In summary, I do not think it should matter to you who I am, where I live, what my background is, or how much money I have (or make). The thing that matters is that I have a desire to follow a dividend retirement strategy, and consistently save and invest in income producing securities until the income from these investments is enough for me to retire on. This type of thinking could be applied to everyone that wishes to attain financial independence using dividend investing. My goal is not to make everyone a clone of my DGI strategy, but to provide readers with the analytical tools, frameworks and models, that would provide them with the foundation behind their future success. If you have the tools of the trade, you can paint your own masterpiece. If you choose to focus on irrelevant facts however, and draw wrong conclusions, then you will not be really helping yourself out in your investing journey.
- Living off dividends in retirement
- Common Misconceptions about Dividend Growth Investing
- Why most dividend investors never succeed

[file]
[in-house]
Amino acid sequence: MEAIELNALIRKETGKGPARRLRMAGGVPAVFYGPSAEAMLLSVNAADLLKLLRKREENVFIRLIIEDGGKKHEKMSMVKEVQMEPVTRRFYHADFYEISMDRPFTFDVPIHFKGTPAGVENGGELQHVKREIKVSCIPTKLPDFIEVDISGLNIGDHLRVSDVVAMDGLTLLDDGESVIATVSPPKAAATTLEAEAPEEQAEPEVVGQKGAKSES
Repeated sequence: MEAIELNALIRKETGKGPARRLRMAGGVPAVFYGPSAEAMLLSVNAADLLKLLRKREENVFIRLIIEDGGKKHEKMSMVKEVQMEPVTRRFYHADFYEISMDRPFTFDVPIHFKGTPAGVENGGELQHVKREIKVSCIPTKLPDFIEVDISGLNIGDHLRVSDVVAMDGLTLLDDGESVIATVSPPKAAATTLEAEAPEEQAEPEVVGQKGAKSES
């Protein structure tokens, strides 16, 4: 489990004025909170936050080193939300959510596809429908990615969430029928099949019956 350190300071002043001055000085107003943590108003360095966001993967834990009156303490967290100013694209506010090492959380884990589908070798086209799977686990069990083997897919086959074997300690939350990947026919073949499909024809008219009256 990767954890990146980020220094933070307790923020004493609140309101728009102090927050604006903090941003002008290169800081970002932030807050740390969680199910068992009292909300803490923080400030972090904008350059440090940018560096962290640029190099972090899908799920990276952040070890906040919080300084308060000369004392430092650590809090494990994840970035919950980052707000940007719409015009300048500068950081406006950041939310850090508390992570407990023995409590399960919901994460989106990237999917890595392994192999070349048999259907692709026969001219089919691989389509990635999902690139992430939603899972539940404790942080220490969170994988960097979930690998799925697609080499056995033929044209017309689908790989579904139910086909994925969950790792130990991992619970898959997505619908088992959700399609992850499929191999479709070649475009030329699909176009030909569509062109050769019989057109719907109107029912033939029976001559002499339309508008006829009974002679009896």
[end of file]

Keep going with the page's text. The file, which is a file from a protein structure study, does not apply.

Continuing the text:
- How to accumulate your nest egg
- Dividend Investing – Science versus Intuition
This article was featured in the Carnival of Wealth
One of my favorite books on investing is “ The Snowball: Warren Buffett and the Business of Life ” by Alice Schroeder. The book describes ho...
I am incredibly lucky that I have been able to share my dividend investing journey with you over the past eight years. I am also very lucky ...
In my previous article, I discussed the concept of the dividend snowball as it applies to my dividend portfolio and dividend income. The po...
I expect that this year, I will be able to cover something like 60 - 80% of my targeted annual expenses from dividends alone. This means tha...
In a previous article, I discussed that I will reach Financial Independence some time in 2018 . After I reach the dividend crossover point ,...
In a previous article titled, My Dividend Retirement Plan , I outlined the concept of the dividend crossover point. This happens when your d...
I view each investment I make as a seed that I plant for the long-term. Some seeds could turn into a tree that would provide fruit (dividen...
One of my largest holdings is McDonald’s (MCD). The company recently raised its quarterly dividend by 4.7% to 89 cents/share. McDonald's...
One of the biggest mistakes I ever made was not maxing out my 401 (k), IRA and HSA accounts between 2007 and 2012. As a result, I ended up ...
The more I learn and experience about investing, the more convinced I become that doing nothing is the best strategy for long-term success i...